That’s just the start! Merlot wines are made in many different countries, including Bordeaux, a key ingredient in many of France’s best red wines.
Merlot Wines: Dry Or Sweet?
Almost all Merlot wines are dry in style. There are two factors to keep in mind with Merlot as you look at zinfandel or merlot on a menu.
First, Merlot is commonly used in red wine blends. Years ago, I thought wine blends meant low-quality wine. My 2014 trip to Bordeaux completely changed my attitude. Many of Bordeaux’s most famous red wines are made from a blend of multiple wines, including Merlot.
Second, Merlot wines are made around the world in many different ways and climates. A Merlot wine made in Bordeaux and one made in California will tend to be quite different. Those Merlot vs Zinfandel differences made the wine tasting process fun!
4) Zinfandel vs Merlot: Which Wine Is Better?
There are two significant ways to address this question: personal taste and wine awards.
Your taste preferences are the first and possibly best way to resolve the zinfandel or merlot debate. Assuming you tasted at least half a dozen examples of Merlot and Zinfandel, you will probably have a preference between them. You might like the fruit emphasis of Zinfandel wines, for example. Alternatively, you might fall in love with the legendary Merlot-based red wine blends of Bordeaux. There’s no right or wrong answer to Merlot taste, but it is helpful to know what to expect.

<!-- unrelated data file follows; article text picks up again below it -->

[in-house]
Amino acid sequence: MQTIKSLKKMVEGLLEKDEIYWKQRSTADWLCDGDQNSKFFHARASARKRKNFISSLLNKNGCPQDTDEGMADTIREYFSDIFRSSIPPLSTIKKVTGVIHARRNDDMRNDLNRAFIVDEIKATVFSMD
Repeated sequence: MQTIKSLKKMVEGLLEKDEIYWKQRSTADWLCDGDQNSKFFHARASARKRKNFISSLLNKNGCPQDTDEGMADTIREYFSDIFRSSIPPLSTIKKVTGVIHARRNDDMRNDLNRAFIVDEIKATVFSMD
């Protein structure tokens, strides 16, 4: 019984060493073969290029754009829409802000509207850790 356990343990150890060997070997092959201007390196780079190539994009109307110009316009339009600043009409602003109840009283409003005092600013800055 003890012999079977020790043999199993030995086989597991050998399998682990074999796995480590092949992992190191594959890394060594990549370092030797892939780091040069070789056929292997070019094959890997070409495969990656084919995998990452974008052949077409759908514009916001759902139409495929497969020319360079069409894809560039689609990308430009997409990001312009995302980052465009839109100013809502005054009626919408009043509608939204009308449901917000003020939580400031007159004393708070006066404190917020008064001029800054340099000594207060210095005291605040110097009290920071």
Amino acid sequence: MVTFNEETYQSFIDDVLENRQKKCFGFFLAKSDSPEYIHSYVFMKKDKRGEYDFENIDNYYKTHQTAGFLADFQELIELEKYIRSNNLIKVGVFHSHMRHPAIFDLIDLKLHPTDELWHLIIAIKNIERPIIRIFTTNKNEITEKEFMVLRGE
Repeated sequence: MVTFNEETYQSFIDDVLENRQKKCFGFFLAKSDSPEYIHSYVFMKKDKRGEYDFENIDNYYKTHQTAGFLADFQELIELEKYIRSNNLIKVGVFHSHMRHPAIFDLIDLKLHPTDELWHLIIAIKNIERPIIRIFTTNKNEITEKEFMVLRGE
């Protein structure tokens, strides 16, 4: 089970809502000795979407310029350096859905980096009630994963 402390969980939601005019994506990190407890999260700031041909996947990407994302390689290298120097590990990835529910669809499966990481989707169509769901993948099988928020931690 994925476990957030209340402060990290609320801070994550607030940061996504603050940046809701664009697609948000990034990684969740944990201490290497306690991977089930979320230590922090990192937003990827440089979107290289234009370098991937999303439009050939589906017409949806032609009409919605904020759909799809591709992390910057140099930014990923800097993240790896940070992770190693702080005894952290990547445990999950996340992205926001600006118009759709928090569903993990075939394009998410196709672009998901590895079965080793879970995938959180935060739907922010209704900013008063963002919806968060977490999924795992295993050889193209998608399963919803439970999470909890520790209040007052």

By the way, keep reading this post for food wine pairing suggestions. You might find that your favorite wine is even better when it is paired with the ideal foods.
Zinfandel vs. Merlot: What Wine Awards Tell Us
As a wine beginner, you might not feel confident choosing the Zinfandel vs Merlot debate. Fortunately, there is another way to settle this debate: external recognition. Let’s consult the world of wine awards to see which varietal has earned the most recognition over the past few years
Zinfandel Wine Awards
The data below comes from the Decanter wine awards. Use this data to supplement your Merlot taste.
- 2020 Awards: 29 awards for Zinfandel wines (24 from California)
- 2019 Awards: 23 awards for Zinfandel wines (15 from California)
- 2018 Awards: 19 awards for Zinfandel wines (13 from California)
Curious to try an award-winning Zinfandel made outside of California? Look for Winemaker’s Selection Lenswood Vineyard Zinfandel from Australia (won an 85 score from Australia) or La Brutta Zinfandel-Petite Sirah from Australia (won an 84 score from Decanter). If you want to keep life simple, focus on Zinfandel wines from California.